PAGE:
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Whilst Adsdean (sometimes shown as Adsden or Ashdean) was significant enough to be shown on maps of 1724, 1778, and 1795, the principal house, gardens and parkland were not created until some time between 1840 and 1880. The evidence of this is an estate map of 1840, when the land was in the ownership of Mr John Scardeville, then only Adsdean Farm existed surrounded by fields and some woodland blocks along the north-west boundary. By the 1870-1880 Ordnance Survey map (surveyed 1859, 1867 and 1875), Ashdean Park, House and Farm is shown, as well as the two lodge houses, East Lodge (formally called Chichester Lodge) at the entrance to the drive through the park to the house and West Lodge (formally Havant Lodge) by the main road entrance leading to a tree-lined avenue to the house.

The house is reputedly to have been built by 3rd Duke of Richmond to a design by Charles Dorrien. Certainly the estate was part of the Goodwood estate from 1800.

In Sept 1898, Adsdean Estate, which was let to Mrs Kincaid Smith, was put up for sale. It is thought Adsdean was bought by the Tennant brewing family, who were responsible for planting the cedar trees. From around 1925 to 1946 the house was let to Mountbatten, who built a nine hole golf course and polo field in the park. In 1954 part of the original house demolished and in 1970 the house, stable block and outbuildings were sold off in lots to form five separate residential units.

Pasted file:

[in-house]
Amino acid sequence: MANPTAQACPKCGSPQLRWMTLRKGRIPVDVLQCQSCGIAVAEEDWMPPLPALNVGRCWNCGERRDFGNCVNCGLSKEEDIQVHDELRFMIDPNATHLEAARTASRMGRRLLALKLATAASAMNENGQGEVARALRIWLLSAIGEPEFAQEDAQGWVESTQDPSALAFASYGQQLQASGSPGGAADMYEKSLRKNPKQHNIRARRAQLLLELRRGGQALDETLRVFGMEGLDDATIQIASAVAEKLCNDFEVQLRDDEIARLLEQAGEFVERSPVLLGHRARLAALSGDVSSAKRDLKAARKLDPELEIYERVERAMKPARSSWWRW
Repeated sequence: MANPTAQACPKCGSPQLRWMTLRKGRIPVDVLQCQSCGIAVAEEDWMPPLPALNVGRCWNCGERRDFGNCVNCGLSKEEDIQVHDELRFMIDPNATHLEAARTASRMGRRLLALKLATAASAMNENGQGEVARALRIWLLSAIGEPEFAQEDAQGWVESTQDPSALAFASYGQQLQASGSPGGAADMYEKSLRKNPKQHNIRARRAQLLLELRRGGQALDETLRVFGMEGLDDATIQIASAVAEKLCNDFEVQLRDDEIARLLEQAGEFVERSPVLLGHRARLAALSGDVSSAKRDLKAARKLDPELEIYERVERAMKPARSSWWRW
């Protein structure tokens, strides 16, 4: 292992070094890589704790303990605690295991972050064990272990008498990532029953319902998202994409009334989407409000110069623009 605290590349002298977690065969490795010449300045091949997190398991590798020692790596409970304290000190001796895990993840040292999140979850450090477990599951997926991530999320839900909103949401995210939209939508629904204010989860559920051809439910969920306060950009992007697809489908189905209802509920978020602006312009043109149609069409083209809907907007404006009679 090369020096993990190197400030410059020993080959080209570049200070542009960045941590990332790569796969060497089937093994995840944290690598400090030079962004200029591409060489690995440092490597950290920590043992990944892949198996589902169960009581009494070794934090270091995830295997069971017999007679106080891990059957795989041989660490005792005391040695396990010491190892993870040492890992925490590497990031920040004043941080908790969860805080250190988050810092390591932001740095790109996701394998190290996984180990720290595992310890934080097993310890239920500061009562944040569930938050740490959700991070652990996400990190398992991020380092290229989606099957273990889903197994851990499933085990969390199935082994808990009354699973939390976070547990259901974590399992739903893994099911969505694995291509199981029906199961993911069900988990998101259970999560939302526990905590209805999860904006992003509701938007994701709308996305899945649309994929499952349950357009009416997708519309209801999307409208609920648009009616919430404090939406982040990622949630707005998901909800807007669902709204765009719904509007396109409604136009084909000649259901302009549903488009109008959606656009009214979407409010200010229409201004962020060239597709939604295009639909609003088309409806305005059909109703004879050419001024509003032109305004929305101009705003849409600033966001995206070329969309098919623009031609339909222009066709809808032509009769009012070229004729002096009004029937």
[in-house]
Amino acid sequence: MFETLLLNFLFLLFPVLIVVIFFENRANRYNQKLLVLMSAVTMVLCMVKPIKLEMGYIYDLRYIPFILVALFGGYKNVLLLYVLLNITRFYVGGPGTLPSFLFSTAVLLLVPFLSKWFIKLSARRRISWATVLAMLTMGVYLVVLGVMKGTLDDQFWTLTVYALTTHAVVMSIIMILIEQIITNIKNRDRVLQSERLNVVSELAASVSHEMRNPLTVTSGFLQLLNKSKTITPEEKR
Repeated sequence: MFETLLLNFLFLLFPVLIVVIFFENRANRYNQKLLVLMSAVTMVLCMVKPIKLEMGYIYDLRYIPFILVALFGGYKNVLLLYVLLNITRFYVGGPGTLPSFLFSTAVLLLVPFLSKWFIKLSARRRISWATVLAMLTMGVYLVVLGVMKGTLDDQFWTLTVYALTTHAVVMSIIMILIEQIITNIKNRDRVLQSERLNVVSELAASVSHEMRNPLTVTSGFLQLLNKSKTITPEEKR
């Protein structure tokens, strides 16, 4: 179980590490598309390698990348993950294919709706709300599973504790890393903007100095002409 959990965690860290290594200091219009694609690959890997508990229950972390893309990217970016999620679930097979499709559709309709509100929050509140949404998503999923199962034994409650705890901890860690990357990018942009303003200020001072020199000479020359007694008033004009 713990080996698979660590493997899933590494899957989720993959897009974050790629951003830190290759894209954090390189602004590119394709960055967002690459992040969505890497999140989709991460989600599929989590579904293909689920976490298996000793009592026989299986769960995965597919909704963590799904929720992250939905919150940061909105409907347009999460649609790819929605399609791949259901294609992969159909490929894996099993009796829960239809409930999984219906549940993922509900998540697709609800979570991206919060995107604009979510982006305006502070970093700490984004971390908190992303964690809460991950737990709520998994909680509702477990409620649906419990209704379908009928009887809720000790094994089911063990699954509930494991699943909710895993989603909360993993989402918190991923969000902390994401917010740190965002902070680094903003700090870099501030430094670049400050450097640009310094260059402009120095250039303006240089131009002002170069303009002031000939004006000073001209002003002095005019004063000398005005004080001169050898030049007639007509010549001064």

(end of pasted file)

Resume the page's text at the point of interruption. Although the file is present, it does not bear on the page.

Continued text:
The 1898 sale particulars describe the site as, "... the well-known country seat distinguished as Adsdean Park ...The mansion occupies a well-chosen site 250 feet above sea level, effectually (sic) screened from the north and east by the rising ground clothed with thick plantations, and commands views which for extent, beauty and interest are difficult to equal. They embrace both land and sea - the English Channel with a fine stretch of coast line, Isle of Wight, Portsmouth, etc., being distinctly visible. As seen from the Chichester Road, nestled amidst rich plantations, it presents a pleasing picture and an ideal situation...approached by two long carriage drives, one through a charming avenue of plantations and the other winding through the park. They are each protected at the entrance by a superior lodge...the extensive well-wooded park, falls away in pleasing undulation in front of the mansion, allowing of a pretty view of the drive traversing it." Whilst Adsdean House is now somewhat reduced in size from the original, the 1898 description of the site still runs true. Only the parkland is missing. 


specimen tree

Many of the specimen trees are in poor condition and covered with ivy.

gate lodge

garden terrace

terraced walk

tree clump

Feature created: Before 1880

Two clumps of cedars.

tree clump

An arable field to the south of the site, between the drive from East Lodge and the road, which was not part of the original park now has five clumps of beech trees giving a parkland feel.

stable block

tree avenue

From West Lodge, traveling north-east towards the house, is the remnants of the grand entrance avenue.